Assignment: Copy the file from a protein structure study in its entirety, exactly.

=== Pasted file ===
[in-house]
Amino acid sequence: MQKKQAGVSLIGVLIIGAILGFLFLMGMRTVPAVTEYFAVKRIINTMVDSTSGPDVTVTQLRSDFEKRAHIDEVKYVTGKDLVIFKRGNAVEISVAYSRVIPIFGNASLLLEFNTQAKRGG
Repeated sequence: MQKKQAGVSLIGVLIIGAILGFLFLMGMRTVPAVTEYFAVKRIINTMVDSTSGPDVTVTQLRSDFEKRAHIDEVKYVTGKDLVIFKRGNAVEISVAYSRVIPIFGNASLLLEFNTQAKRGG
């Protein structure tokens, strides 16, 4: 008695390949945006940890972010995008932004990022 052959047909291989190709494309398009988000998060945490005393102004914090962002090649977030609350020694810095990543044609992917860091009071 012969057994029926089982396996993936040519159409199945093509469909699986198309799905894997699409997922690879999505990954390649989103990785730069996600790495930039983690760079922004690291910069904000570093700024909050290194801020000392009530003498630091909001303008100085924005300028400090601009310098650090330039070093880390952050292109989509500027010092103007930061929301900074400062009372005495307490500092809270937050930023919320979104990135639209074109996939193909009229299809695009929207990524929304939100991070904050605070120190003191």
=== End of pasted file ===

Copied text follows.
[in-house]
Amino acid sequence: MQKKQAGVSLIGVLIIGAILGFLFLMGMRTVPAVTEYFAVKRIINTMVDSTSGPDVTVTQLRSDFEKRAHIDEVKYVTGKDLVIFKRGNAVEISVAYSRVIPIFGNASLLLEFNTQAKRGG
Repeated sequence: MQKKQAGVSLIGVLIIGAILGFLFLMGMRTVPAVTEYFAVKRIINTMVDSTSGPDVTVTQLRSDFEKRAHIDEVKYVTGKDLVIFKRGNAVEISVAYSRVIPIFGNASLLLEFNTQAKRGG
């Protein structure tokens, strides 16, 4: 008695390949945006940890972010995008932004990022 052959047909291989190709494309398009988000998060945490005393102004914090962002090649977030609350020694810095990543044609992917860091009071 012969057994029926089982396996993936040519159409199945093509469909699986198309799905894997699409997922690879999505990954390649989103990785730069996600790495930039983690760079922004690291910069904000570093700024909050290194801020000392009530003498630091909001303008100085924005300028400090601009310098650090330039070093880390952050292109989509500027010092103007930061929301900074400062009372005495307490500092809270937050930023919320979104990135639209074109996939193909009229299809695009929207990524929304939100991070904050605070120190003191």